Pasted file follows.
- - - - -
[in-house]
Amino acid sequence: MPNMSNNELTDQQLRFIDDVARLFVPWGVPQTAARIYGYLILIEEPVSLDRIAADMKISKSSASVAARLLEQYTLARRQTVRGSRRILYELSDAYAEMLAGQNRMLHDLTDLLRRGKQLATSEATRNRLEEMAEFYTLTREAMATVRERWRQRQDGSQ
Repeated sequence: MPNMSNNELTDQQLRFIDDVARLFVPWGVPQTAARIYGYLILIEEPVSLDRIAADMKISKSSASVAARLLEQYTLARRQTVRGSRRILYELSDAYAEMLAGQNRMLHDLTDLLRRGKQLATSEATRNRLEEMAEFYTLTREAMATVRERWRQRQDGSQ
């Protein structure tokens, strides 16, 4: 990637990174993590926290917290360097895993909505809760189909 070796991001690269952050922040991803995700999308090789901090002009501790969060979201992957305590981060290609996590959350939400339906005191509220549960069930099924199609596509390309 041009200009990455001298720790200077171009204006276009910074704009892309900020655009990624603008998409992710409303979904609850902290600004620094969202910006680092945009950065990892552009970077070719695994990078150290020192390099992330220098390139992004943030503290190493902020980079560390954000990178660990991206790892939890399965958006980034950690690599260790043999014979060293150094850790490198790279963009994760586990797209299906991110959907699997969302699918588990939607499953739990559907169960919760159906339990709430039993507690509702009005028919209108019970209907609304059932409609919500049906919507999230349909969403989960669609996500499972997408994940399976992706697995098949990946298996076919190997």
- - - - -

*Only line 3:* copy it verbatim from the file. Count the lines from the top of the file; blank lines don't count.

Repeated sequence: MPNMSNNELTDQQLRFIDDVARLFVPWGVPQTAARIYGYLILIEEPVSLDRIAADMKISKSSASVAARLLEQYTLARRQTVRGSRRILYELSDAYAEMLAGQNRMLHDLTDLLRRGKQLATSEATRNRLEEMAEFYTLTREAMATVRERWRQRQDGSQ